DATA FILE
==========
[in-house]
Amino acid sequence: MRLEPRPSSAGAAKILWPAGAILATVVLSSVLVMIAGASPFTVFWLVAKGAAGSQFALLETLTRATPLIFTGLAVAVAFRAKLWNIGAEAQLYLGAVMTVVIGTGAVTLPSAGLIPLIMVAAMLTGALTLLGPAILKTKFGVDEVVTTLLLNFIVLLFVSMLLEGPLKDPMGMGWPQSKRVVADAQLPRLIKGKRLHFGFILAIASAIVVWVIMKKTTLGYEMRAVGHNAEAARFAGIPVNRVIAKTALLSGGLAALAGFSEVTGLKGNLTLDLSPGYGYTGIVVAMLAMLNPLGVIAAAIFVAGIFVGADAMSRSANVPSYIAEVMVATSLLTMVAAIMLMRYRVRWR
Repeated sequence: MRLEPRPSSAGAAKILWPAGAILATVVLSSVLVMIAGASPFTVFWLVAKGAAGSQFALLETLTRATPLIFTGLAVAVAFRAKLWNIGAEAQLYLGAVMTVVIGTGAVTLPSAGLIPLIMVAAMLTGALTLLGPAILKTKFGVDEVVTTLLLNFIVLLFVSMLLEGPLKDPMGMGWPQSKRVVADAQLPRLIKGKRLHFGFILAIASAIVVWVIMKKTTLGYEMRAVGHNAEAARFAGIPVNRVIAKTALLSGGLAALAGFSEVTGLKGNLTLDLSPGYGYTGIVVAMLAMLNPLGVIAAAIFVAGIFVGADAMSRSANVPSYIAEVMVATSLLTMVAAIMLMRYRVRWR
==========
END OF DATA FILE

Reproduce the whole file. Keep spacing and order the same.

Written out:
[in-house]
Amino acid sequence: MRLEPRPSSAGAAKILWPAGAILATVVLSSVLVMIAGASPFTVFWLVAKGAAGSQFALLETLTRATPLIFTGLAVAVAFRAKLWNIGAEAQLYLGAVMTVVIGTGAVTLPSAGLIPLIMVAAMLTGALTLLGPAILKTKFGVDEVVTTLLLNFIVLLFVSMLLEGPLKDPMGMGWPQSKRVVADAQLPRLIKGKRLHFGFILAIASAIVVWVIMKKTTLGYEMRAVGHNAEAARFAGIPVNRVIAKTALLSGGLAALAGFSEVTGLKGNLTLDLSPGYGYTGIVVAMLAMLNPLGVIAAAIFVAGIFVGADAMSRSANVPSYIAEVMVATSLLTMVAAIMLMRYRVRWR
Repeated sequence: MRLEPRPSSAGAAKILWPAGAILATVVLSSVLVMIAGASPFTVFWLVAKGAAGSQFALLETLTRATPLIFTGLAVAVAFRAKLWNIGAEAQLYLGAVMTVVIGTGAVTLPSAGLIPLIMVAAMLTGALTLLGPAILKTKFGVDEVVTTLLLNFIVLLFVSMLLEGPLKDPMGMGWPQSKRVVADAQLPRLIKGKRLHFGFILAIASAIVVWVIMKKTTLGYEMRAVGHNAEAARFAGIPVNRVIAKTALLSGGLAALAGFSEVTGLKGNLTLDLSPGYGYTGIVVAMLAMLNPLGVIAAAIFVAGIFVGADAMSRSANVPSYIAEVMVATSLLTMVAAIMLMRYRVRWR